Official multiculturalism has been a success, but not in ways usually appreciated. Official multiculturalism proved to be the death nail Anglo Canadian identity based on god, king and country. As it stood Anglo Canadian values were not woven together by prominent national myths as in the United States and without official state sanction such an identity simply dissolved as Canada opened its borders to more and immigrants. Only trace elements remain.
The policy was not nearly so successful when it came to Quebec. Quebec nationalists have for decades used to state institutions to sew together a new secular identity out the historical threads of an older catholic Quebec that modernity had unraveled. Thankfully, the emergence of a large “ethnic” community has made Quebec nationalist identity based on blood and shared historical grievances into an anachronism. Perhaps with help of Harper, the sovereigntists dream may very well be realized, but it will not be the Quebec Lévesque wanted.
Official multiculturalism has done something else. It has severed as an anticoagulant, preventing a crust from forming on top of the Canadian melting pot. Canadian identity is, as it should be, a work in progress. There is no Canadian dream as there is an American dream. We are not limited that way. We do not believe in passing down a script of what it means to be Canadian down from one generation to the next. We leave it up to each generation to decide who they are through existential engagement. The process only allows a generation to do decide who they were by retrospectively looking back; for Canadians as for Hegel, the Owl of Minerva only flies at night. For those who are still the sunshine of their lives, they simply say want they know they are not, viz., Americans.
If there is a downside of official multiculturalism it is this: it has helped encouraged certain forms of ethnic essentialism. Cultural traditions are not something that can be boxed away and put in a museum. Cultural traditions are by products of a great interplay of forces (political, social, and economic) and it is these forces that give the traditions their meaning. Take the Hindu prohibition against killing cattle. Taken alone the prohibition seems strange. However, the important role the cow has played, and indeed in some parts of India continues to play in the lives of peasants, such a prohibition becomes intelligible. (Cow dung was important source of fuel and building material. Cattle were used to plow fields and of course cows are source of milk.) Removed from social-economic body, these traditions harden and eventually die.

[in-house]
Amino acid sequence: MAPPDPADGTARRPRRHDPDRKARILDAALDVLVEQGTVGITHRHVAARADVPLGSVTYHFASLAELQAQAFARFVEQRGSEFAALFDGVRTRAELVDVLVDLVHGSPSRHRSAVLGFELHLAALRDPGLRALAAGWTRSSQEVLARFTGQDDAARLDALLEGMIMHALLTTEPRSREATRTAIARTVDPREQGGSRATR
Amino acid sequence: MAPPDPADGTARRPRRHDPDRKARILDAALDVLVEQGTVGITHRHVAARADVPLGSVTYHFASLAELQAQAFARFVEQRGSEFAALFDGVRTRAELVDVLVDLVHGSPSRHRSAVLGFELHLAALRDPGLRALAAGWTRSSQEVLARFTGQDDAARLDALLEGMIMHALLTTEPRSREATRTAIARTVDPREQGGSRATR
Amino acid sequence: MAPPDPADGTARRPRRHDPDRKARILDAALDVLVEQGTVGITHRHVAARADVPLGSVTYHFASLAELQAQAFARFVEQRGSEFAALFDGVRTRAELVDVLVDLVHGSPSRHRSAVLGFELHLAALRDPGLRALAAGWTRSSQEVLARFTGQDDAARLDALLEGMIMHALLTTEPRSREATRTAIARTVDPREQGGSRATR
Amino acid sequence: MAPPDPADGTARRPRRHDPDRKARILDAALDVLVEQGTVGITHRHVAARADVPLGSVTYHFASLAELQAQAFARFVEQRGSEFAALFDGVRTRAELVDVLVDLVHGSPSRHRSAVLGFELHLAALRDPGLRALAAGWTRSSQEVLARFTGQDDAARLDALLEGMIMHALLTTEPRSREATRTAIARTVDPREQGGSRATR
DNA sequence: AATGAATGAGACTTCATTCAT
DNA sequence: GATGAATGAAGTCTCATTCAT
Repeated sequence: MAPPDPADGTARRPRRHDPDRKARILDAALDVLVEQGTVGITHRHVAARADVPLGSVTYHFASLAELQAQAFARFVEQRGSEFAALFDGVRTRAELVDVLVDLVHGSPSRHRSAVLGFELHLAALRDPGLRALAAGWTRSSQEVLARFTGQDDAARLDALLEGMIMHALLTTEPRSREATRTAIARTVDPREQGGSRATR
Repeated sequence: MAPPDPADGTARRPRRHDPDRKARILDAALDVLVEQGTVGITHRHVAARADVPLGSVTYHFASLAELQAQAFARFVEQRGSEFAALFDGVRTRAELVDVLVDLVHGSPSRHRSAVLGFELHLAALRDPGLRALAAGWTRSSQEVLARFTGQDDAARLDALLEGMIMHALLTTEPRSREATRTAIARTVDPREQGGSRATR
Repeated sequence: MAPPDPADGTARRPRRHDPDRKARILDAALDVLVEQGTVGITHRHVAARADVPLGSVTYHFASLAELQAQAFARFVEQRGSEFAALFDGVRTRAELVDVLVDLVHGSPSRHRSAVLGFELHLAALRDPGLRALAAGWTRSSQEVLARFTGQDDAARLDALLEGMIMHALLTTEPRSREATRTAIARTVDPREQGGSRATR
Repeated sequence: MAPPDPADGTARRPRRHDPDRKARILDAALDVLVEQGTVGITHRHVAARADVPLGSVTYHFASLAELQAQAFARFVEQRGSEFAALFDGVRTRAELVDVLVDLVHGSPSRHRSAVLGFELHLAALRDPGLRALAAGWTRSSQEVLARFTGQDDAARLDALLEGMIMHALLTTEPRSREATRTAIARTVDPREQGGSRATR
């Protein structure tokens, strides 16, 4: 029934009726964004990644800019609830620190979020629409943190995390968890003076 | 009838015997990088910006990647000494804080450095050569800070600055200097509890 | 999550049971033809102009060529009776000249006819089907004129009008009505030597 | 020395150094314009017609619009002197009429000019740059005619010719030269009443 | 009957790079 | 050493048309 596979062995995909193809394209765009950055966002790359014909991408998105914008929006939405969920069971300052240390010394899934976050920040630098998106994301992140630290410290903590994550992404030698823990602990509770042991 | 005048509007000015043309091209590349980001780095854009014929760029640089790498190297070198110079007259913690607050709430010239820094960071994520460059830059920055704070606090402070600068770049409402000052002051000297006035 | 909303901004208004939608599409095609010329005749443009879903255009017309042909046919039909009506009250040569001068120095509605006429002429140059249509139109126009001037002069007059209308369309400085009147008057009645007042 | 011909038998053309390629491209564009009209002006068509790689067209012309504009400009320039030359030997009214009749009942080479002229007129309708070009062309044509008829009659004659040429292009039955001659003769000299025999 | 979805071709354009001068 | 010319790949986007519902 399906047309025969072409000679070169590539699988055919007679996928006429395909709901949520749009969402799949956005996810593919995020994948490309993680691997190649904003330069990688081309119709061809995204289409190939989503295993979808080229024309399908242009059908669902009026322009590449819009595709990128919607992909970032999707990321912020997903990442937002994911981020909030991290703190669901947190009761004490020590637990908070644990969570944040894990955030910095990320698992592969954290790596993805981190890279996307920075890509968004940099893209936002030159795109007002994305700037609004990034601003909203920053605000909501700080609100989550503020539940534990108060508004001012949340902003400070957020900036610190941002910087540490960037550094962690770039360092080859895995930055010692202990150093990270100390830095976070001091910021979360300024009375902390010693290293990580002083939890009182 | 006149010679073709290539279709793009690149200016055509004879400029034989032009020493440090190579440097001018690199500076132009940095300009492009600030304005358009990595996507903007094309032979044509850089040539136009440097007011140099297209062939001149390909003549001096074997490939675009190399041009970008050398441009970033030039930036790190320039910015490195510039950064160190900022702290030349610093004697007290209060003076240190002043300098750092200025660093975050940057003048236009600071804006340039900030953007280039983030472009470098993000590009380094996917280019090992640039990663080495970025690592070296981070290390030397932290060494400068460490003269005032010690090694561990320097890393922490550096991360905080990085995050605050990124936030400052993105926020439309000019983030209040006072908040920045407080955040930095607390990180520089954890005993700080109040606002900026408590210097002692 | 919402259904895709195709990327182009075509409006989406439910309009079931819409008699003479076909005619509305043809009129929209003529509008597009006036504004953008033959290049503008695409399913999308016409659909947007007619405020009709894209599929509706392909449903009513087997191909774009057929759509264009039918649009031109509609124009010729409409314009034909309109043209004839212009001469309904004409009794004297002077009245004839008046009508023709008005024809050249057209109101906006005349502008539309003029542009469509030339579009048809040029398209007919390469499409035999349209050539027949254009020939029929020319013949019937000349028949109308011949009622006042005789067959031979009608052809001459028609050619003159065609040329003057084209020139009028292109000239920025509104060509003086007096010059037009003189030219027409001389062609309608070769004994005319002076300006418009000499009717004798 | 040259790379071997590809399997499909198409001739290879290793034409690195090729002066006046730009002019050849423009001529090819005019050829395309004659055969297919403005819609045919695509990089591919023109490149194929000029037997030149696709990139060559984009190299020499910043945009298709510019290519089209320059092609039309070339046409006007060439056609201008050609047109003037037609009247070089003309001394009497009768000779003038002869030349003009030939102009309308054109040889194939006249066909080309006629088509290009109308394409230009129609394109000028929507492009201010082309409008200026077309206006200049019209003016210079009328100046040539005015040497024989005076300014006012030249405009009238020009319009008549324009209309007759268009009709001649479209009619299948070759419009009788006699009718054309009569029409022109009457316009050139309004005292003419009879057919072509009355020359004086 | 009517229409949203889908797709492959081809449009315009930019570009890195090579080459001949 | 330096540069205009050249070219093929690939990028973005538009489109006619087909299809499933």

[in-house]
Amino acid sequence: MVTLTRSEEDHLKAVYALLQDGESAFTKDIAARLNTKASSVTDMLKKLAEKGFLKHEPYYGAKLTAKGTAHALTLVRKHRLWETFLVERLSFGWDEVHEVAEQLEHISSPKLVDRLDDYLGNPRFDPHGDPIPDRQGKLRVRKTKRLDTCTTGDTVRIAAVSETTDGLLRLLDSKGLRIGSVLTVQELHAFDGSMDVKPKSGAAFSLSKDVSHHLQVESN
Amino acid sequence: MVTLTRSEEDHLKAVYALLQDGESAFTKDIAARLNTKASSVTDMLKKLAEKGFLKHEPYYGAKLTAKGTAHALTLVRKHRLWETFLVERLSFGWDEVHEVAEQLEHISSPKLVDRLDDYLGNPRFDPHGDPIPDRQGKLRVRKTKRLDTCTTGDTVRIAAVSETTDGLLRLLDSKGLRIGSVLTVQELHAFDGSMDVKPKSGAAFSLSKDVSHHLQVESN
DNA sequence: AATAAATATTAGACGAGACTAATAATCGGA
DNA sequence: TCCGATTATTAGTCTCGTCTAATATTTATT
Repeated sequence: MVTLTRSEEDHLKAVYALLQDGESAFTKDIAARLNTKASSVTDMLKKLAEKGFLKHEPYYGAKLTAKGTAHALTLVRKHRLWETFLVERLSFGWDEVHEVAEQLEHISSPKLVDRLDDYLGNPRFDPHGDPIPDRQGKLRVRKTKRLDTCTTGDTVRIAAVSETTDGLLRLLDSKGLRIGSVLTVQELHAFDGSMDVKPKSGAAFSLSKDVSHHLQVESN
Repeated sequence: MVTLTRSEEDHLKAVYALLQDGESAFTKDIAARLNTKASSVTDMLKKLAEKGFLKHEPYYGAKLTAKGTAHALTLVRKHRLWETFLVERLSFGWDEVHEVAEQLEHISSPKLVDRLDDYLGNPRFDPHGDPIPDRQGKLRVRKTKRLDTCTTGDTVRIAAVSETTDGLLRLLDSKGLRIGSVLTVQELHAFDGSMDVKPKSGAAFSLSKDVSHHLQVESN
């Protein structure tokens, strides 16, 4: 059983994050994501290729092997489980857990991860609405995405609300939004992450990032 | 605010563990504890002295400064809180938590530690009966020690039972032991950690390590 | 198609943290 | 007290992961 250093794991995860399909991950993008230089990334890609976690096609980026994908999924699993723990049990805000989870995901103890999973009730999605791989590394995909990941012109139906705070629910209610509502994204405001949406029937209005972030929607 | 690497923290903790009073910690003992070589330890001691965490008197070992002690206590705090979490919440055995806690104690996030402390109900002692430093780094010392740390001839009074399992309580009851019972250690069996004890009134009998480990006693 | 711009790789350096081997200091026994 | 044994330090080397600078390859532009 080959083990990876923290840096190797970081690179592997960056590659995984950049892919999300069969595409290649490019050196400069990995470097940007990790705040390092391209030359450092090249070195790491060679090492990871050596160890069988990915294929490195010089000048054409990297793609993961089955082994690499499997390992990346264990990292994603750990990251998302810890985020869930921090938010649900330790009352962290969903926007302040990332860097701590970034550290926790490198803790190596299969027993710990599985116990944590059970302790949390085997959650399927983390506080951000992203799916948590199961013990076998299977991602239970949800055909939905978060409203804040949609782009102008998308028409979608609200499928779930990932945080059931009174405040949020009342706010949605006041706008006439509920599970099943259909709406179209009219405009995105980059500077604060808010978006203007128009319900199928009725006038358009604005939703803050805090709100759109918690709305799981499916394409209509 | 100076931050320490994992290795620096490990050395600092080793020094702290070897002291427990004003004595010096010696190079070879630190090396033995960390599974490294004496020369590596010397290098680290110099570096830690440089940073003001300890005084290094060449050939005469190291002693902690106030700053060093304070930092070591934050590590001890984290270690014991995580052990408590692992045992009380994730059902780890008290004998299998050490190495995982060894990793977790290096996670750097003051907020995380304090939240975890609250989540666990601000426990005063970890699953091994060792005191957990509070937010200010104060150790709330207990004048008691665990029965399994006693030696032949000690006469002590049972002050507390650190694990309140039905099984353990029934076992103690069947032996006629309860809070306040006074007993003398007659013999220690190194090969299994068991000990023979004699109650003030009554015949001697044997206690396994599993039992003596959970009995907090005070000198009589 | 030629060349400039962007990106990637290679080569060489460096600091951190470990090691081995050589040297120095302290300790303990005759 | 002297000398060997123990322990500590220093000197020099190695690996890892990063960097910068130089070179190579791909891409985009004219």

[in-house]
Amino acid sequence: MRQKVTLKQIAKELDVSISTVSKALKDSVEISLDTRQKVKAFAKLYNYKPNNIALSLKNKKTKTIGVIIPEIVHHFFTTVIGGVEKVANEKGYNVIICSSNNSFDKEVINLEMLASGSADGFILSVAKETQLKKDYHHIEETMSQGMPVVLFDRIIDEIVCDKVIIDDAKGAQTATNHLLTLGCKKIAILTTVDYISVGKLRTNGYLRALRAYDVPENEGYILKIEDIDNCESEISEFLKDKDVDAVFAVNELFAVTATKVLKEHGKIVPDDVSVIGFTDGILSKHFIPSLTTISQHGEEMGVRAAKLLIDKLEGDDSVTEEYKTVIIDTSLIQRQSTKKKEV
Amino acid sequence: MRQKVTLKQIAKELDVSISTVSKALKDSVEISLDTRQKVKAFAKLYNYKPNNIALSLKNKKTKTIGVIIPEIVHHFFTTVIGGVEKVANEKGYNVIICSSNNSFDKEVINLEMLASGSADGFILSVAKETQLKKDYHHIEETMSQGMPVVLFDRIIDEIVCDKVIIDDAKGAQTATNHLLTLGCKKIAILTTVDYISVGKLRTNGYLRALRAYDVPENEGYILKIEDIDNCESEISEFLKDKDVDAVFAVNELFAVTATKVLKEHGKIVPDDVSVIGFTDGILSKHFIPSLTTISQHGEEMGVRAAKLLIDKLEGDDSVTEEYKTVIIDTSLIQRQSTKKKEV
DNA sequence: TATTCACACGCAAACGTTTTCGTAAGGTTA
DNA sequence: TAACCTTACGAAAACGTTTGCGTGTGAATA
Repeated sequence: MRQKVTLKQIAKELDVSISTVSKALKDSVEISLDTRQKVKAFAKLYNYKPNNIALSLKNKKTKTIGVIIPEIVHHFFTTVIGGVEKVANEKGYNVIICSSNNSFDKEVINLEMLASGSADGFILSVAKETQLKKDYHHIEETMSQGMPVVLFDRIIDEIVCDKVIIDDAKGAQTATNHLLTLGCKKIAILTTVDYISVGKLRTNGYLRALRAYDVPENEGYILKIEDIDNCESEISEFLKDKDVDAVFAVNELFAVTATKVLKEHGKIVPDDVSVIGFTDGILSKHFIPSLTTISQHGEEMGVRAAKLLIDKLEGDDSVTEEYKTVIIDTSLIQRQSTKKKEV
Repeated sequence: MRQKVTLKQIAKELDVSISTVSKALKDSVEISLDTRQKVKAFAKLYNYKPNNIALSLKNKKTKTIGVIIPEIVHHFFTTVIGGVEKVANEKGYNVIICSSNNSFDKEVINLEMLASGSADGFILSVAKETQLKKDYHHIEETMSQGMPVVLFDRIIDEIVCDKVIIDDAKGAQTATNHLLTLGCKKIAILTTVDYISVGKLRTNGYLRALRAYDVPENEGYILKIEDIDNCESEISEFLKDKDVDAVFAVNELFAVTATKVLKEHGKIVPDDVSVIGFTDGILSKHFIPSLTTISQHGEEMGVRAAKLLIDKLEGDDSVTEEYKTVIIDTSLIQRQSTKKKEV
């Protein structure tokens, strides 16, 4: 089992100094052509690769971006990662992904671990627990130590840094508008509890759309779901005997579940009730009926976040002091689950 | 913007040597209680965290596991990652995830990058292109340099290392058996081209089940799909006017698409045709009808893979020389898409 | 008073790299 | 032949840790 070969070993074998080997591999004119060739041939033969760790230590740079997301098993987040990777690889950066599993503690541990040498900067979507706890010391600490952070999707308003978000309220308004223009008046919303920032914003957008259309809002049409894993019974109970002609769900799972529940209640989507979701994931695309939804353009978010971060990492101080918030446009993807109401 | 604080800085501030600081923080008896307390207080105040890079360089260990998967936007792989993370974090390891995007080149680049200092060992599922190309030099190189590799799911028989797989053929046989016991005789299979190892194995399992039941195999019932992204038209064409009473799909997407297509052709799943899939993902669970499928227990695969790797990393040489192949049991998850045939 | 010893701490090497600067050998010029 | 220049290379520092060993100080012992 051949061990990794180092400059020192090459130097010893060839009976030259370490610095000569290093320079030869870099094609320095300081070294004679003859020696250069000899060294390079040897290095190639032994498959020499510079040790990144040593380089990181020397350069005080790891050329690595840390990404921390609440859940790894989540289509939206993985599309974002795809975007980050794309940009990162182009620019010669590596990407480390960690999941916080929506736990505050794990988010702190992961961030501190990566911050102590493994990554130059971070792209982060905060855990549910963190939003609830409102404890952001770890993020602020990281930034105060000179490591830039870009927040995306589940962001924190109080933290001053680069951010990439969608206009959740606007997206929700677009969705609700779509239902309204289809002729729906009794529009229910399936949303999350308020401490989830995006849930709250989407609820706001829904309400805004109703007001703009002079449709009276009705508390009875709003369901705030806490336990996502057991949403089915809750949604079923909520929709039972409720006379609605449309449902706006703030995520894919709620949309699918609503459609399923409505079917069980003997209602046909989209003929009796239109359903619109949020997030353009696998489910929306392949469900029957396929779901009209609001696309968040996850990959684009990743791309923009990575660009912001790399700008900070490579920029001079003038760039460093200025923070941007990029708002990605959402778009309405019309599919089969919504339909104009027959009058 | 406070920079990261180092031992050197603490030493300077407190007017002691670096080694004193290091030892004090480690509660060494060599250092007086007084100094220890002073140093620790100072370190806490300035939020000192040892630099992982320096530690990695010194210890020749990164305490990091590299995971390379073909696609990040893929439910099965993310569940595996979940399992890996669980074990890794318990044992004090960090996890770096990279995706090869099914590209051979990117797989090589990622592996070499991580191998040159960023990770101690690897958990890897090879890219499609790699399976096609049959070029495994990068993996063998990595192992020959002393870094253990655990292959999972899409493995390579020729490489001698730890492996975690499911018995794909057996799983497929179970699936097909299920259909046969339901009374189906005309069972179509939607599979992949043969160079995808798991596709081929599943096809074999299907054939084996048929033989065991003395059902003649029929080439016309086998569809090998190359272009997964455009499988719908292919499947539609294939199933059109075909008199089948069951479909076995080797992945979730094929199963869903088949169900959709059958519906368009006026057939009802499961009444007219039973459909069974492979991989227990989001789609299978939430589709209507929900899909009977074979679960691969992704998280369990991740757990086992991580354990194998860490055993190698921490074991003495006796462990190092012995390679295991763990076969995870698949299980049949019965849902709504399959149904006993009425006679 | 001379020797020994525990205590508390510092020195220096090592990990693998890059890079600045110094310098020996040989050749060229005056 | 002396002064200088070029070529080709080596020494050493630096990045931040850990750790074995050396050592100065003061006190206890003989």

That said, not everyone recognizes this, including it seems the government of Canada, and here in lays the rub. Things can go badly in one of two ways. Parents may force these traditions that once where alive for them onto their children for whom they never where, or children can adopt these dead traditions as means of creating an identity for themselves (e.g., the large number of North African youth in France turning to Fundamentalist Islam). The former creates generational divisions and is natural enough. The later is far more serious. I think it is safe to say that it heightens ethnic tensions, but it does something else as well. As these cultural traditions are not given any meaning by the larger societal forces, they only come to have meaning by virtue of them being practiced exclusively by a particular group and more often than not by all supposedly self conscious group members. The many people who stray from identity supposedly prescribed to them by such things as skin colour are not looked upon kindly by “self conscious” members of the same group and a whole host of names have evolved to describe them. Apple for example is used to describe a native Canadian who is red on the outside but is white on the inside. Banana is used to describe someone of Chinese origin who is yellow on the outside but white in the inside. Oreo is used to describe Black person who is black on the outside, but white in the inside. On the flip side of things, people who are supposedly not free to develop such practices are guilty of cultural appropriation.